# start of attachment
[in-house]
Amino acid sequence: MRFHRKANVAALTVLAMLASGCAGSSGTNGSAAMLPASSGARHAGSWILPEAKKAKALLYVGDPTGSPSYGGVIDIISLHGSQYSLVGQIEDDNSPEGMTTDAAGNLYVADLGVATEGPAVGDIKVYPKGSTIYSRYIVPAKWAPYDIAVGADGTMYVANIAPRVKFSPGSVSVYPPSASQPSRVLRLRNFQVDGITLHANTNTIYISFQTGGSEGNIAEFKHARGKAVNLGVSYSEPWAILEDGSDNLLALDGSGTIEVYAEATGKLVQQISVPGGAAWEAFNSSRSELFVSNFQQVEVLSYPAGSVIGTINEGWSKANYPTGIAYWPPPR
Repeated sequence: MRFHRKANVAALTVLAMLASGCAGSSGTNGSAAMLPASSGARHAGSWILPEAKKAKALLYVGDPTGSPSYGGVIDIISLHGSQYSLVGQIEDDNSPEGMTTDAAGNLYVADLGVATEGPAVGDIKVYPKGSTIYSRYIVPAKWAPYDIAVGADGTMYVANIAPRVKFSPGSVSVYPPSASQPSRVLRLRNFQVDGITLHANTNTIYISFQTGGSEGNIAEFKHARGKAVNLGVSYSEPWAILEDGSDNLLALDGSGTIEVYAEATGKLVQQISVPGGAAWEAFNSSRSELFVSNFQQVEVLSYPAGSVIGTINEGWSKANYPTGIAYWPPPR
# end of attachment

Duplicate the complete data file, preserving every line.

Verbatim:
[in-house]
Amino acid sequence: MRFHRKANVAALTVLAMLASGCAGSSGTNGSAAMLPASSGARHAGSWILPEAKKAKALLYVGDPTGSPSYGGVIDIISLHGSQYSLVGQIEDDNSPEGMTTDAAGNLYVADLGVATEGPAVGDIKVYPKGSTIYSRYIVPAKWAPYDIAVGADGTMYVANIAPRVKFSPGSVSVYPPSASQPSRVLRLRNFQVDGITLHANTNTIYISFQTGGSEGNIAEFKHARGKAVNLGVSYSEPWAILEDGSDNLLALDGSGTIEVYAEATGKLVQQISVPGGAAWEAFNSSRSELFVSNFQQVEVLSYPAGSVIGTINEGWSKANYPTGIAYWPPPR
Repeated sequence: MRFHRKANVAALTVLAMLASGCAGSSGTNGSAAMLPASSGARHAGSWILPEAKKAKALLYVGDPTGSPSYGGVIDIISLHGSQYSLVGQIEDDNSPEGMTTDAAGNLYVADLGVATEGPAVGDIKVYPKGSTIYSRYIVPAKWAPYDIAVGADGTMYVANIAPRVKFSPGSVSVYPPSASQPSRVLRLRNFQVDGITLHANTNTIYISFQTGGSEGNIAEFKHARGKAVNLGVSYSEPWAILEDGSDNLLALDGSGTIEVYAEATGKLVQQISVPGGAAWEAFNSSRSELFVSNFQQVEVLSYPAGSVIGTINEGWSKANYPTGIAYWPPPR